Jesus Christ has become an unlikely pin-up for hipster marketing companies

    Jesus Christ has become an unlikely pin-up

    Kevin Lee Light, aka "Jesus", is the newest client of creative agency Mother while rival agency Anomaly has launched Sexy Jesus, depicting the Messiah in a series of Athena-style poses
    Rosetta space mission voted most important scientific breakthrough of 2014

    A memorable year for science – if not for mice

    The most important scientific breakthroughs of 2014
    Christmas cocktails to make you merry: From eggnog to Brown Betty and Rum Bumpo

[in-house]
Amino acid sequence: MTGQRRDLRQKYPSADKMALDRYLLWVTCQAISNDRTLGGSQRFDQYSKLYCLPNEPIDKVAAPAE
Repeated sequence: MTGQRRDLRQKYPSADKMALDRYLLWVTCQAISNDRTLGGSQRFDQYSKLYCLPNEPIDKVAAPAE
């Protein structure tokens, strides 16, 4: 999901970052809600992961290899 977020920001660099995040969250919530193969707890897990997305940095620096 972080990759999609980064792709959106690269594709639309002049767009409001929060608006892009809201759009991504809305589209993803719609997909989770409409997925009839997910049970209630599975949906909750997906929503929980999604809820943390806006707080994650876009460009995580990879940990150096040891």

Christmas cocktails to make you merry

    Mulled wine is an essential seasonal treat. But now drinkers are rediscovering other traditional festive tipples. Angela Clutton raises a glass to Christmas cocktails
    5 best activity trackers

    Fitness technology: 5 best activity trackers

    Up the ante in your regimen and change the habits of a lifetime with this wearable tech
    Paul Scholes column: It's a little-known fact, but I have played one of the seven dwarves

    Paul Scholes column

    It's a little-known fact, but I have played one of the seven dwarves
    Fifa's travelling circus once again steals limelight from real stars

    Fifa's travelling circus once again steals limelight from real stars

    Club World Cup kicked into the long grass by the continued farce surrounding Blatter, Garcia, Russia and Qatar
    Frank Warren column: 2014 – boxing is back and winning new fans

    Frank Warren: Boxing is back and winning new fans